Ko Kakou Kohala; Ko Kakou Kuleana
Our Kohala; Our Responsibility
ʻO Wai Ko Kakou - Ko Kakou Hana
Who We Are - What We Do
Kuleana means responsibility. We are lineal descendants of Kohala who uplift our community enabling our families to ʻĀkuleana - delegate power back to community, to the people, returning our kamaʻāīna (children of the land) to the ʻāina of their kūpuna. ʻAuamo Kuleana - work together as families, villages and a community to understand our responsibilities to our places and people of Kohala.
I ka wa ma mua; I ka wa ma hope
In the time before; In the time after
The future is in the past and learning from the past can guide our future
The moʻolelo of Kohala is rich with the history of Hawaiʻi. It starts at the very beginning with voyaging and the Koa Holomoana Heiau at Mahukona. It continues with the birth of Kamehameha Paiea born at Kokoiki to his mother Kekuʻiapoiwa. A prophecy foretold that he would be a great Aliʻi and warrior and the ruling chief of Hawaii island, Alapainui, ordered that he be killed upon birth. Naʻole, a chief of Kohala, took on the responsibility of safely carrying the Kamehameha from Kokoiki to ʻĀwini, past Pololū Valley, where Kahaʻōpūlani waited to receive him. Lineal descendants are deeply rooted in these moʻolelo of Kohala.
Moʻolelo is our kuleana.
He Ali'i Ka 'Aina; He Kauwa ke Kanaka
The Land is Chief; Man is its Servant
This ‘Āina is our school. We grow up listening and learning the mo’olelo of our Akua. These are stories that reconnect us to our purpose. They are stories that are passed down by our kūpuna to remind us to respect and protect our sacred wahi pana. For many of us, we’re grateful to our ancestors for preparing us with understanding and Aloha as we witness the moʻolelo of Pele and Poliahu. Itʻs reminder to restore our genealogical relationship to ʻāina. We have to serve ʻāina and in return ʻāina will care for, feed, and provide for us.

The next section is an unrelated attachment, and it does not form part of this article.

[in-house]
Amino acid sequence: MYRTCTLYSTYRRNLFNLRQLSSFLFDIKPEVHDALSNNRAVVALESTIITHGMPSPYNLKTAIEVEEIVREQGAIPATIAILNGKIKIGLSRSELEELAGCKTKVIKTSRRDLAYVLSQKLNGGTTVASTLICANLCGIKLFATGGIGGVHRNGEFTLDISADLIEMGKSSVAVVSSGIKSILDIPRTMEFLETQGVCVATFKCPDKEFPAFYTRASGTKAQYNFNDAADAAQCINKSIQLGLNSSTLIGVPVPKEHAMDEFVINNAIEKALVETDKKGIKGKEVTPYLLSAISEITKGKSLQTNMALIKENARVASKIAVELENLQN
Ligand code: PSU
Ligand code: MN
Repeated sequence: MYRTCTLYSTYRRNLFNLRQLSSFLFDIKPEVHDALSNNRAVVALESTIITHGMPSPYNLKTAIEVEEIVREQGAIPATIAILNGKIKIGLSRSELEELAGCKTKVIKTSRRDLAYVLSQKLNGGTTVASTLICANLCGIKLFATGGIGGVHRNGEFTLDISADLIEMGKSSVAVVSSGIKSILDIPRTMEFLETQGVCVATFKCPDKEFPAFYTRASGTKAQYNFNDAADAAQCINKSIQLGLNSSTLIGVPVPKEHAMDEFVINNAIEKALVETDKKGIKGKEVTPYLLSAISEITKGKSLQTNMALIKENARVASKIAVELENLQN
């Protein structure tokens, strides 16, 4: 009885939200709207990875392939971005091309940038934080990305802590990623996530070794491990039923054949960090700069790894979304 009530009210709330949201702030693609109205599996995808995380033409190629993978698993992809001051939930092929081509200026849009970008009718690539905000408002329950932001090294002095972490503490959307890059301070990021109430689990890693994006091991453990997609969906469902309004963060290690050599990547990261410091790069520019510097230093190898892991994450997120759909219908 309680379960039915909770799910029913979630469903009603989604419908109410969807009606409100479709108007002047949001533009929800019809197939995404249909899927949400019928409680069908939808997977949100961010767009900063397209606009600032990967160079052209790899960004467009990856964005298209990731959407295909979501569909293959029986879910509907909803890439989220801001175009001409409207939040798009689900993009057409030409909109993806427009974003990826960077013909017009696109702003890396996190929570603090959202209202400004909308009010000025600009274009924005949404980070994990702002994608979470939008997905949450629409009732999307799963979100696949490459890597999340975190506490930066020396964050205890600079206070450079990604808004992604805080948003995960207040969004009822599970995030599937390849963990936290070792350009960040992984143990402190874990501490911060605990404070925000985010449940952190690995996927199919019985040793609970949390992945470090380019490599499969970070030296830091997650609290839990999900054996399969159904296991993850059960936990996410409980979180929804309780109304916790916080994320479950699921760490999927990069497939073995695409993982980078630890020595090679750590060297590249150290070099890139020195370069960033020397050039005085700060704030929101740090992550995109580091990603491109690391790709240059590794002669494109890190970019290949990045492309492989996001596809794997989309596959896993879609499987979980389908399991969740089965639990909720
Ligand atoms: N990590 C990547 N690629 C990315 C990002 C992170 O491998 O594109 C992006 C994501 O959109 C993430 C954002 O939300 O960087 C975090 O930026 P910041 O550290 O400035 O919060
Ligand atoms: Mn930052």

ʻAloha ʻĀina is our kuleana.
ʻAʻohe pau ka ʻike i ka halau hoʻokahi
All knowledge is not taught in the same school
One can learn from many sources
Thereʻs a difference between intelligence and wisdom and in knowledge and knowing. Itʻs a connection that is passed down to each generation through storytelling. ʻĀINA based learning as well as preservation and protection of ʻĀina is important work for kamaʻāina for our keiki, ʻopio and lāhui. Weʻve witnessed many changes in the worldʻs environmental and political climate recently.
ʻIke is our kuleana.
Ua Mau ke Ea o ka ʻAina i ka Pono
The life of the land is perpetuated in righteousness
He Aupuni Palapala Ko‘u
Mine is a Kingdom of Education
"Ua Mau ke Ea o ka ʻAina i ka Pono" was first spoken by Kamehameha III Kauikeaouli on July 31, when the sovereignty of the Kingdom of Hawaii, was returned by the British. Today, we celebrate this day as Lā Hoʻihoʻi Ea. Another famous saying of Kauikeaouli is "He Aupuni Palapala Koʻu (Mine is a Kingdom of education).
We remember the difficult decisions our ancestors had to make, navigating the changes and shifts in the world during their time, to preserve our ‘Āina and traditions. We can learn from their mo’olelo and legacy.
Ea is our kuleana.
David Tarnas is the current State Rep. for District 8. State Rep. term is 2 years.
state senate district 4
Tim Richards is the current State Senator for District 4. State Senator term is 4 years.
Aʻohe uʻi hele wale o Kohala
No youth of Kohala goes empty-handed
This ʻŌlelo Noʻeau is said in praise of people who do not go anywhere without a gift or a helping hand. The saying originated at Honomakaʻu in Kohala. The young people of that locality, when on a journey, often went as far as Kapua before resting. Here, they made lei to adorn themselves and carry along with them. Another version is that no Kohala person goes unprepared for any emergency.
Kohala is our kuleana.
I ka ‘Olelo no ke ola i ka ‘Olelo no ka make
In language there is life in language there is death
(In 1896 an "English-only" law banned Hawaiian language from being used in public schools. Many kūpuna (elders) have told moʻolelo of being punished. Hawaiian language would not be heard in schools for the next 4 generations. In the 1960ʻs and 1970ʻs a major grassroots movement to support and preserve Hawaiian culture led to the Hawaiian Renaissance and revival of the Hawaiian language.
ʻŌlelo Hawaiʻi a me ka hoʻohana ana i ko kākou leo ko kākou kuleana.